Students in the vanguard as schools go smoke-free


In the effort to make Harford schools smoke-free, you might say Jarrettsville Elementary School has been on the cutting edge.

The school has been voluntarily smokeless for more than a year. Principal Gerry Mack says the school made the transition very smoothly.

"We talked to the people who smoked and they all agreed to go along with the voluntary ban. I don't know what would have happened if someone would have refused to stop," he said.

Harford's other 43 public schools will follow suit this summer -- whether they want to or not.

The county's six-member school board voted unanimously Monday to ban all tobacco use inside school system buildings and vehicles, beginning July 1.

On that day Harford will become the first county school system in Maryland to bar all tobacco use in buildings and vehicles. Prince George's County has adopted a tobacco ban in its schools, but it does not take effect until September.

The new policy will affect Harford school system workers and visitors. Use of tobacco by students was banned long ago.

The move to bar tobacco began after a group of Fallston High students lobbied the board for the ban and presented scientific evidence showing that so-called secondhand smoke was harmful.

Jarrettsville Elementary's ban resulted from student efforts, too.

Fifth-grade teacher Gemma Hoskins said her class decided to start a campaign for a smoke-free school last year as part of project on persuasive writing.

Last year, Hoskins was named Teacher of the Year in Harford and the state. Next week she will testify before the state school board on its proposed statewide ban on smoking in schools. The measure is set for a vote at the June 24 meeting, but would not take effect until next year. The ban would prohibit all tobacco use inside school buildings and on school grounds during the school day.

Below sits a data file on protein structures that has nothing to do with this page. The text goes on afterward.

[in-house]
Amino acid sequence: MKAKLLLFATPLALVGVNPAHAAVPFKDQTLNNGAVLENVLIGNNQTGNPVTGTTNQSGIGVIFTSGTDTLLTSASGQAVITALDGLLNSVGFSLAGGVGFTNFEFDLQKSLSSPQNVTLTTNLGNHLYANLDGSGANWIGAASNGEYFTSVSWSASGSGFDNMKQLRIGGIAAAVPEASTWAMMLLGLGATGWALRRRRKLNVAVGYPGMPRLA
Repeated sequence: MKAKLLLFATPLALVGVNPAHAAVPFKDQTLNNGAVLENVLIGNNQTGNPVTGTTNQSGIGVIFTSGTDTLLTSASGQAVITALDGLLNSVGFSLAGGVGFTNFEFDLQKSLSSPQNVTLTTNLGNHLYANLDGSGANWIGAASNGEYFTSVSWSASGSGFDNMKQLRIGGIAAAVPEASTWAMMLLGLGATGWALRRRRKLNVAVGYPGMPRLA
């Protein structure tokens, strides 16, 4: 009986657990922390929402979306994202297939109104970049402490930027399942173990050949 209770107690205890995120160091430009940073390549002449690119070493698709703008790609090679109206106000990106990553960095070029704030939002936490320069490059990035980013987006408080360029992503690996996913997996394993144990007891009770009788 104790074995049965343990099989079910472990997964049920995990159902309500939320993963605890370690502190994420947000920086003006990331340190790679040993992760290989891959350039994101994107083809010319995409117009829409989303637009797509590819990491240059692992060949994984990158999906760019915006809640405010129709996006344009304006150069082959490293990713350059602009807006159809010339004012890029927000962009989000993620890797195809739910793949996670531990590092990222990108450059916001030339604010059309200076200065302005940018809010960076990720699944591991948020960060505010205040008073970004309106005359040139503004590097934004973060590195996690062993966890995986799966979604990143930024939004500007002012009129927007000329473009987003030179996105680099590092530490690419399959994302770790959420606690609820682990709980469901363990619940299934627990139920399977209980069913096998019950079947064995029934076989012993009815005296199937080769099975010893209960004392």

"I'm going, when I talk, to use the words the children used in their smoke-free resolution. It's important for kids to know that when they want to speak, there are adults who will be a channel for them," she said.

About seven employees at Jarrettsville Elementary smoked when the students proposed the voluntary ban, Mack said.

Pat Burdette, a smoker who works in the school's cafeteria, said she doesn't find the ban to be a hardship. Burdette, who has smoked for about 25 years, said she usually doesn't smoke in restaurants or in people's homes, so the transition to not smoking in the school was not difficult.

Harford school employees will be allowed to smoke outdoors only in areas designated by school Superintendent Ray R. Keech.

"We will make every effort to work with the people who live in the buildings to establish a spot [for smoking] in a reasonable location which is out of the normal traffic flow," Keech said. However, suitable outside spots might not be possible at some buildings, he said.

Keech said teachers must be mindful that they are role models, and added that he doesn't want them smoking in the front of school buildings.

The superintendent said the new ban will be strictly enforced, noting that "disciplinary action" may be taken against offenders of the new policy, and "could lead to dismissal."

Currently, school employees are allowed to smoke in faculty lounges. Some schools have both smoking and non-smoking lounges.

"I'm proud that we were able to do something," said Patricia Tilley, a senior at Fallston. Students have a right not to be subjected to secondhand smoke while in school, she added.

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